Crunchy Crunchy Renkon Chips (れんこんチップス)

(Click here to skip all my ramblings and go straight to the recipe.)

Since starting this blog, and its attached Instantgram account, I’ve posted 12 blogs and 41 insta-photos, and the dish that has received the most enthusiastic response, both online and from my own family, has been… renkon chips? That’s unexpected, but I will take any enthusiasm I can get for my tiny blog and 40-follower Instagram.

Renkon (れんこん・蓮根) is the Japanese word for lotus root, and it is a curious little vegetable. The lotus plant is an aquatic plant similar to a water lily, and looks something like this:

A lotus plant, tasty creeping rootstalk not shown.

The renkon is the rhizome of that plant, which (*furious Googling*) Wikipedia defines as “a modified subterranean plant stem that sends out roots and shoots from its nodes.” As far as I can tell, that means that the main part of the plant is buried underground and the shoots, leaves, flowers, and roots all grow out of that thing. (Rhizomes are also apparently referred to as “creeping rootstalk,” a term I clearly need to use more often around the house.) The Instagram- and blog-logo-friendly pattern of the holes in the renkon are actually called aerenchyma, and help the plant circulate air, or something.

But this is a food blog, not a science blog, and the renkon is a beautiful and tasty root vegetable. It has a mild, kind of earthy taste, as you would expect from a root vegetable, and its crunchiness is the inspiration for the name of this blog. We eat a lot of it, usually either cooked and marinated in vinegar (su renkon・酢れんこん) or stir-fried with soy sauce (kinpira・れんこんのきんぴら). It’s a very healthy vegetable, but with this recipe we’re going to try our best to make it unhealthy and snackable. We’re going to do that by cutting it into very thin circles and deep frying them. So, prettier potato chips.

RECIPE

  • 1 renkon/lotus root — or more, but you get quite a lot of chips from one root and deep frying them takes a while.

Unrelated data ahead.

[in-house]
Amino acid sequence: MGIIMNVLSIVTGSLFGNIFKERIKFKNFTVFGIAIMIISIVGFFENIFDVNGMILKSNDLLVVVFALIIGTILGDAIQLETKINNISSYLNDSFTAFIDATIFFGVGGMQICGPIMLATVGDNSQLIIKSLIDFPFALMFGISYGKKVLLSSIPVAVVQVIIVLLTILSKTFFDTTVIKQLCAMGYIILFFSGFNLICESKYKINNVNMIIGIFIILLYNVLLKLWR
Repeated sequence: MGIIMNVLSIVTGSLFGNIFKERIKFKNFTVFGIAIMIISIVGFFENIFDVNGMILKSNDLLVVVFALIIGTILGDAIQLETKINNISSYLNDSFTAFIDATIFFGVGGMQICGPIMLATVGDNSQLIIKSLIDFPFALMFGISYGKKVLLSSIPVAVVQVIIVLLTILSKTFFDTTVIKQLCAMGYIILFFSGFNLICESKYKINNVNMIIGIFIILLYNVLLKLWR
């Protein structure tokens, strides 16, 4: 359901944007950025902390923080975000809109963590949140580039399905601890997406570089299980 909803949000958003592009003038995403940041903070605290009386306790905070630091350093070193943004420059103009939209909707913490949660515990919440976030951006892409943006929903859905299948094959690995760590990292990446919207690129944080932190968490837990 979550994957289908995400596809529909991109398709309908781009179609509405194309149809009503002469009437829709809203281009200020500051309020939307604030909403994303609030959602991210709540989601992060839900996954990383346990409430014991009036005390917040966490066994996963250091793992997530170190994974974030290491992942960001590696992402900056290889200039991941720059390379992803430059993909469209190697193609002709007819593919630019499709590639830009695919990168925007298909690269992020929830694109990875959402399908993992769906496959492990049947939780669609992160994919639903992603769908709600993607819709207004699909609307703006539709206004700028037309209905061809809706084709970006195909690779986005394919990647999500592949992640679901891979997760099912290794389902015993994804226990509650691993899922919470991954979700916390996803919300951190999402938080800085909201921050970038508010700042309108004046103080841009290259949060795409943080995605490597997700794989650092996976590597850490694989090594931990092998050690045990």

• A little potato starch for dusting the chips before frying.
  • Peanut oil for frying.
  • Toppings — I use salt and a powdered seaweed called aonori (青のり).

STEPS

  1. Peel the renkon and slice thinly. I use a mandolin slicer on the 1/16 inch setting (about 1.5mm).
  2. Carefully put the renkon slices between two paper towels and let them set for ~30 minutes to get some of the water out.
  3. Remove the paper towels and dust the renkon slices with a little potato starch.
  4. Pour oil into a thick frying pan, just enough so that the renkon slices can float without touching the bottom.
  5. Heat the oil to around 170c/350f — stick a chopstick in and see if bubbles appear around it — and then place renkon slices one by one into the oil. In my fairly small frying pan I can usually do around 5-6 at a time.
  6. When the chips are golden brown, crispy, and look like chips instead of vegetables, remove from the oil and place on another paper towel to remove some oil. Done.

SERVING
Sprikle salt and aonori on top, and eat. They make a nice otsumami, a snack for drinking alcohol with. You can also put them in salads to add some crunch, but mine have never survived long enough to try that.

Leave a Comment